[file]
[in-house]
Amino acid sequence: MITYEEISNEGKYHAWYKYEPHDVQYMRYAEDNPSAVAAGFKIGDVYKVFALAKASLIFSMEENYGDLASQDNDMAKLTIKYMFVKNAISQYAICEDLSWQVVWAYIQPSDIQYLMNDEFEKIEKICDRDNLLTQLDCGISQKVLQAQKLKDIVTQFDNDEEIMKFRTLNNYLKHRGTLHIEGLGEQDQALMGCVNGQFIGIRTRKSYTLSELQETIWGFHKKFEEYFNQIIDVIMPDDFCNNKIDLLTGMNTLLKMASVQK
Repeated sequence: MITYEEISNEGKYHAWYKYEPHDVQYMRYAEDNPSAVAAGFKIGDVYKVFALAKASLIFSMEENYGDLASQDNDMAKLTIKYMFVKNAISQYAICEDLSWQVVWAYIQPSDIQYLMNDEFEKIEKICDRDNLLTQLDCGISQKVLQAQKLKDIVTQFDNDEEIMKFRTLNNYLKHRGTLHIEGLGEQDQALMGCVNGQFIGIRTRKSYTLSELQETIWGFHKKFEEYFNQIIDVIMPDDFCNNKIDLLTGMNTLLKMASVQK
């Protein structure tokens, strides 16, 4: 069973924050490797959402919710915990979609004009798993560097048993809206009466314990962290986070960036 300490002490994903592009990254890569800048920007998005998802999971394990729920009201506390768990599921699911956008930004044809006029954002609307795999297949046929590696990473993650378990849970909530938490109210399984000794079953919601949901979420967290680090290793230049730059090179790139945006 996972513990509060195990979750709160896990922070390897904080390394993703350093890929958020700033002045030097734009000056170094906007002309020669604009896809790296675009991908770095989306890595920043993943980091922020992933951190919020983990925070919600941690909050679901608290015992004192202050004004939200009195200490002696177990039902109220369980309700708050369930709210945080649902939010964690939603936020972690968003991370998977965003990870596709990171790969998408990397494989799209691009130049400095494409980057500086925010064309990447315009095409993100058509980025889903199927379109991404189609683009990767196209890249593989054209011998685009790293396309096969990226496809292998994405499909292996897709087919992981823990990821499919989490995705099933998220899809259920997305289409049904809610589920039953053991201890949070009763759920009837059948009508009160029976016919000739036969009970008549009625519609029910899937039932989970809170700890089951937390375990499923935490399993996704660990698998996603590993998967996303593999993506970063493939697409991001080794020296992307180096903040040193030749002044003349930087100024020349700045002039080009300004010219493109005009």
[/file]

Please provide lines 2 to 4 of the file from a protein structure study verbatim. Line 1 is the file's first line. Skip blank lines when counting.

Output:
Amino acid sequence: MITYEEISNEGKYHAWYKYEPHDVQYMRYAEDNPSAVAAGFKIGDVYKVFALAKASLIFSMEENYGDLASQDNDMAKLTIKYMFVKNAISQYAICEDLSWQVVWAYIQPSDIQYLMNDEFEKIEKICDRDNLLTQLDCGISQKVLQAQKLKDIVTQFDNDEEIMKFRTLNNYLKHRGTLHIEGLGEQDQALMGCVNGQFIGIRTRKSYTLSELQETIWGFHKKFEEYFNQIIDVIMPDDFCNNKIDLLTGMNTLLKMASVQK
Repeated sequence: MITYEEISNEGKYHAWYKYEPHDVQYMRYAEDNPSAVAAGFKIGDVYKVFALAKASLIFSMEENYGDLASQDNDMAKLTIKYMFVKNAISQYAICEDLSWQVVWAYIQPSDIQYLMNDEFEKIEKICDRDNLLTQLDCGISQKVLQAQKLKDIVTQFDNDEEIMKFRTLNNYLKHRGTLHIEGLGEQDQALMGCVNGQFIGIRTRKSYTLSELQETIWGFHKKFEEYFNQIIDVIMPDDFCNNKIDLLTGMNTLLKMASVQK
């Protein structure tokens, strides 16, 4: 069973924050490797959402919710915990979609004009798993560097048993809206009466314990962290986070960036 300490002490994903592009990254890569800048920007998005998802999971394990729920009201506390768990599921699911956008930004044809006029954002609307795999297949046929590696990473993650378990849970909530938490109210399984000794079953919601949901979420967290680090290793230049730059090179790139945006 996972513990509060195990979750709160896990922070390897904080390394993703350093890929958020700033002045030097734009000056170094906007002309020669604009896809790296675009991908770095989306890595920043993943980091922020992933951190919020983990925070919600941690909050679901608290015992004192202050004004939200009195200490002696177990039902109220369980309700708050369930709210945080649902939010964690939603936020972690968003991370998977965003990870596709990171790969998408990397494989799209691009130049400095494409980057500086925010064309990447315009095409993100058509980025889903199927379109991404189609683009990767196209890249593989054209011998685009790293396309096969990226496809292998994405499909292996897709087919992981823990990821499919989490995705099933998220899809259920997305289409049904809610589920039953053991201890949070009763759920009837059948009508009160029976016919000739036969009970008549009625519609029910899937039932989970809170700890089951937390375990499923935490399993996704660990698998996603590993998967996303593999993506970063493939697409991001080794020296992307180096903040040193030749002044003349930087100024020349700045002039080009300004010219493109005009």